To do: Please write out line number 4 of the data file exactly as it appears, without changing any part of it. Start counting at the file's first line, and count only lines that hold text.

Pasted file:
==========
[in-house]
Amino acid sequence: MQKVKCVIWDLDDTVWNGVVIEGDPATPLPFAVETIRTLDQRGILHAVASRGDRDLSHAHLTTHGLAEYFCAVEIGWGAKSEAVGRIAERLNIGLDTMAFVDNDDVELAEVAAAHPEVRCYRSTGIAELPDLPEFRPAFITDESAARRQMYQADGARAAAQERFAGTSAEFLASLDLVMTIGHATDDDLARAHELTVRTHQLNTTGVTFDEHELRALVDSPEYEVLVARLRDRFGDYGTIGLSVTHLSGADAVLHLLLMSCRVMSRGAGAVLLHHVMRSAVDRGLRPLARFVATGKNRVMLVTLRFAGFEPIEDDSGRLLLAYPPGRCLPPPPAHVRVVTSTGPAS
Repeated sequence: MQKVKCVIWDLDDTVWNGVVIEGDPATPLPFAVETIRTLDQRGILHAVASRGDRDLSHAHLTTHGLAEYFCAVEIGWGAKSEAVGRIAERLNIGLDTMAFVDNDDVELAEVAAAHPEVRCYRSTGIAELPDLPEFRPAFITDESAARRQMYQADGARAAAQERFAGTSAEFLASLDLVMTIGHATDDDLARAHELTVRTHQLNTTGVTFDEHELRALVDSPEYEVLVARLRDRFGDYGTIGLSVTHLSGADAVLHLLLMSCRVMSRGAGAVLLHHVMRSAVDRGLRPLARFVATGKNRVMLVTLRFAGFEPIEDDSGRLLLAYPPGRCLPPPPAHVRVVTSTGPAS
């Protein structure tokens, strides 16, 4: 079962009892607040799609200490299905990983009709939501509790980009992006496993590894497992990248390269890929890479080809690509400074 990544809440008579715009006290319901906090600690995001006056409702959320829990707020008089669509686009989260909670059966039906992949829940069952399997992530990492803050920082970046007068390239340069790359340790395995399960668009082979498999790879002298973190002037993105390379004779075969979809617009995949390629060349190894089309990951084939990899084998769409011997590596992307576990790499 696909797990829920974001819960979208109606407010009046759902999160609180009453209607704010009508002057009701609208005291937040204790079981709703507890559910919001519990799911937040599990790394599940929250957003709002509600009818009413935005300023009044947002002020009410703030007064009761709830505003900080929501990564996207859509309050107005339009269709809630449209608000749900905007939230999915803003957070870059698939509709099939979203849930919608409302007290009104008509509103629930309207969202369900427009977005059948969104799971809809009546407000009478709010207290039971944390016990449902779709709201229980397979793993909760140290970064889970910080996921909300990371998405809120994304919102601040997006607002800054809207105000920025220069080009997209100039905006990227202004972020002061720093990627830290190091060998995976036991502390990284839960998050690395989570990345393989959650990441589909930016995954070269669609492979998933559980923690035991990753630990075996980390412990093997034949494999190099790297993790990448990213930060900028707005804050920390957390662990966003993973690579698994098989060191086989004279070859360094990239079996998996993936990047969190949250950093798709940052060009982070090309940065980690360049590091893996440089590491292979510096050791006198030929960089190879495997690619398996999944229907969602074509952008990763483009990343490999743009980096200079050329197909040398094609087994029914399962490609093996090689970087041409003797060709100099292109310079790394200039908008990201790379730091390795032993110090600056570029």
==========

């Protein structure tokens, strides 16, 4: 079962009892607040799609200490299905990983009709939501509790980009992006496993590894497992990248390269890929890479080809690509400074 990544809440008579715009006290319901906090600690995001006056409702959320829990707020008089669509686009989260909670059966039906992949829940069952399997992530990492803050920082970046007068390239340069790359340790395995399960668009082979498999790879002298973190002037993105390379004779075969979809617009995949390629060349190894089309990951084939990899084998769409011997590596992307576990790499 696909797990829920974001819960979208109606407010009046759902999160609180009453209607704010009508002057009701609208005291937040204790079981709703507890559910919001519990799911937040599990790394599940929250957003709002509600009818009413935005300023009044947002002020009410703030007064009761709830505003900080929501990564996207859509309050107005339009269709809630449209608000749900905007939230999915803003957070870059698939509709099939979203849930919608409302007290009104008509509103629930309207969202369900427009977005059948969104799971809809009546407000009478709010207290039971944390016990449902779709709201229980397979793993909760140290970064889970910080996921909300990371998405809120994304919102601040997006607002800054809207105000920025220069080009997209100039905006990227202004972020002061720093990627830290190091060998995976036991502390990284839960998050690395989570990345393989959650990441589909930016995954070269669609492979998933559980923690035991990753630990075996980390412990093997034949494999190099790297993790990448990213930060900028707005804050920390957390662990966003993973690579698994098989060191086989004279070859360094990239079996998996993936990047969190949250950093798709940052060009982070090309940065980690360049590091893996440089590491292979510096050791006198030929960089190879495997690619398996999944229907969602074509952008990763483009990343490999743009980096200079050329197909040398094609087994029914399962490609093996090689970087041409003797060709100099292109310079790394200039908008990201790379730091390795032993110090600056570029």